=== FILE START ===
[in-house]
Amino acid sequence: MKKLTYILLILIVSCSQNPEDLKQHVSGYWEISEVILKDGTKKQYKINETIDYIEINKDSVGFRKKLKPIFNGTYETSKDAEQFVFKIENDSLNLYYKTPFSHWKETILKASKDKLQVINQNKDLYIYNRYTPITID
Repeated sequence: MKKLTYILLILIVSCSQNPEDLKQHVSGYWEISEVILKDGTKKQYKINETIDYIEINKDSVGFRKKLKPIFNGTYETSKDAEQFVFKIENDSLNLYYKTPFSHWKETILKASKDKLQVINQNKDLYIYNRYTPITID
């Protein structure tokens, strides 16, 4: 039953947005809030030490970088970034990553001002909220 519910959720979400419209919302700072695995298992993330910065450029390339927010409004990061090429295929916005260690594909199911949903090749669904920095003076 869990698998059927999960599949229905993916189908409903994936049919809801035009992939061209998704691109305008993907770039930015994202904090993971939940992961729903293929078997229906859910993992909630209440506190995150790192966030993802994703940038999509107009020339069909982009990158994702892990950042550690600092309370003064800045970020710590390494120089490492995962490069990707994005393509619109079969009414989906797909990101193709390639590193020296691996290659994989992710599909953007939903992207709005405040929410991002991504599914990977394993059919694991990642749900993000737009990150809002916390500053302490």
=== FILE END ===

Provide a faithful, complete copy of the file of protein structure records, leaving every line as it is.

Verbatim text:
[in-house]
Amino acid sequence: MKKLTYILLILIVSCSQNPEDLKQHVSGYWEISEVILKDGTKKQYKINETIDYIEINKDSVGFRKKLKPIFNGTYETSKDAEQFVFKIENDSLNLYYKTPFSHWKETILKASKDKLQVINQNKDLYIYNRYTPITID
Repeated sequence: MKKLTYILLILIVSCSQNPEDLKQHVSGYWEISEVILKDGTKKQYKINETIDYIEINKDSVGFRKKLKPIFNGTYETSKDAEQFVFKIENDSLNLYYKTPFSHWKETILKASKDKLQVINQNKDLYIYNRYTPITID
């Protein structure tokens, strides 16, 4: 039953947005809030030490970088970034990553001002909220 519910959720979400419209919302700072695995298992993330910065450029390339927010409004990061090429295929916005260690594909199911949903090749669904920095003076 869990698998059927999960599949229905993916189908409903994936049919809801035009992939061209998704691109305008993907770039930015994202904090993971939940992961729903293929078997229906859910993992909630209440506190995150790192966030993802994703940038999509107009020339069909982009990158994702892990950042550690600092309370003064800045970020710590390494120089490492995962490069990707994005393509619109079969009414989906797909990101193709390639590193020296691996290659994989992710599909953007939903992207709005405040929410991002991504599914990977394993059919694991990642749900993000737009990150809002916390500053302490």